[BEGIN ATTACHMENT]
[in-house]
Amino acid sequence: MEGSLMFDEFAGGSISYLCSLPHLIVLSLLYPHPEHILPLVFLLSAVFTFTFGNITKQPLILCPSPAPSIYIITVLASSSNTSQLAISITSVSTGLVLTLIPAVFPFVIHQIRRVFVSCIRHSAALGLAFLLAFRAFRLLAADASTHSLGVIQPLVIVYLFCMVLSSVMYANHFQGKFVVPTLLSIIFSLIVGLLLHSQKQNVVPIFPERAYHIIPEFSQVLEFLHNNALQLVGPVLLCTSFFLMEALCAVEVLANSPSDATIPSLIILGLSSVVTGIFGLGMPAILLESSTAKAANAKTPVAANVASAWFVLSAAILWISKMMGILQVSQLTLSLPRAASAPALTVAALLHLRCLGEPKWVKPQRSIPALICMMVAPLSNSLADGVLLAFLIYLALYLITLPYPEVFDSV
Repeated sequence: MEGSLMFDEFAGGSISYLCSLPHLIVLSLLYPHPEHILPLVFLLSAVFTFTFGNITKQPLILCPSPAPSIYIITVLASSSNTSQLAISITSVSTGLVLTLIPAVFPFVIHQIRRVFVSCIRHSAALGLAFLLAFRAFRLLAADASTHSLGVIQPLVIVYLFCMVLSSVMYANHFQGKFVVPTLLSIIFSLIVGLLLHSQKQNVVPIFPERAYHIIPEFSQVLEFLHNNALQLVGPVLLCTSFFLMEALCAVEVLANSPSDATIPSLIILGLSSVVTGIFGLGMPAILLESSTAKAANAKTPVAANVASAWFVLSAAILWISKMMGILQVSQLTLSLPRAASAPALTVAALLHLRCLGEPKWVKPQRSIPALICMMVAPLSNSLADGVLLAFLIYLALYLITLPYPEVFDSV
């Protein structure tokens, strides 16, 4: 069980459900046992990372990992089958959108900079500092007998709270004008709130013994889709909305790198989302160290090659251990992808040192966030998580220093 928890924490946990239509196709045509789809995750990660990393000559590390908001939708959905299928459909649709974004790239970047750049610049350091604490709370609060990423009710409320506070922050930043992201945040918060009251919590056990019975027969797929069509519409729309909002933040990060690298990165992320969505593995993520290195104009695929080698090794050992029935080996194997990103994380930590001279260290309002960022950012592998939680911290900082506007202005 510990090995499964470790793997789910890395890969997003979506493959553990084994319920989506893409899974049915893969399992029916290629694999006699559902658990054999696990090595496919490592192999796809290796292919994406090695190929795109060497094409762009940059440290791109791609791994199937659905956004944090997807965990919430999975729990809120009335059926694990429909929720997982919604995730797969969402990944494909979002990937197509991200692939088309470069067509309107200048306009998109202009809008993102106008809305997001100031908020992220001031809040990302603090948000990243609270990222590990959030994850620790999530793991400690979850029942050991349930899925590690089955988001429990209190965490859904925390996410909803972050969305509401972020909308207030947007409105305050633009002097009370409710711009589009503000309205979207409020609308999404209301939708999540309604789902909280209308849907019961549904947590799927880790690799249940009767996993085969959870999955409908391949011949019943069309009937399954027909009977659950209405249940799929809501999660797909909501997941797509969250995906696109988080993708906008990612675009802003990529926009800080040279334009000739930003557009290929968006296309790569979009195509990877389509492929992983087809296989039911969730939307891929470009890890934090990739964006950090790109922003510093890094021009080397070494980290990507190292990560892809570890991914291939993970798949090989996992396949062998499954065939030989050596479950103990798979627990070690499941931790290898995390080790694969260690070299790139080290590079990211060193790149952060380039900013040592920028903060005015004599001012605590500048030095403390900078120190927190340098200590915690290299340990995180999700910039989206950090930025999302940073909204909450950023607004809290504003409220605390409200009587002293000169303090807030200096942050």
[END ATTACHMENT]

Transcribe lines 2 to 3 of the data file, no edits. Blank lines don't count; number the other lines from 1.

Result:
Amino acid sequence: MEGSLMFDEFAGGSISYLCSLPHLIVLSLLYPHPEHILPLVFLLSAVFTFTFGNITKQPLILCPSPAPSIYIITVLASSSNTSQLAISITSVSTGLVLTLIPAVFPFVIHQIRRVFVSCIRHSAALGLAFLLAFRAFRLLAADASTHSLGVIQPLVIVYLFCMVLSSVMYANHFQGKFVVPTLLSIIFSLIVGLLLHSQKQNVVPIFPERAYHIIPEFSQVLEFLHNNALQLVGPVLLCTSFFLMEALCAVEVLANSPSDATIPSLIILGLSSVVTGIFGLGMPAILLESSTAKAANAKTPVAANVASAWFVLSAAILWISKMMGILQVSQLTLSLPRAASAPALTVAALLHLRCLGEPKWVKPQRSIPALICMMVAPLSNSLADGVLLAFLIYLALYLITLPYPEVFDSV
Repeated sequence: MEGSLMFDEFAGGSISYLCSLPHLIVLSLLYPHPEHILPLVFLLSAVFTFTFGNITKQPLILCPSPAPSIYIITVLASSSNTSQLAISITSVSTGLVLTLIPAVFPFVIHQIRRVFVSCIRHSAALGLAFLLAFRAFRLLAADASTHSLGVIQPLVIVYLFCMVLSSVMYANHFQGKFVVPTLLSIIFSLIVGLLLHSQKQNVVPIFPERAYHIIPEFSQVLEFLHNNALQLVGPVLLCTSFFLMEALCAVEVLANSPSDATIPSLIILGLSSVVTGIFGLGMPAILLESSTAKAANAKTPVAANVASAWFVLSAAILWISKMMGILQVSQLTLSLPRAASAPALTVAALLHLRCLGEPKWVKPQRSIPALICMMVAPLSNSLADGVLLAFLIYLALYLITLPYPEVFDSV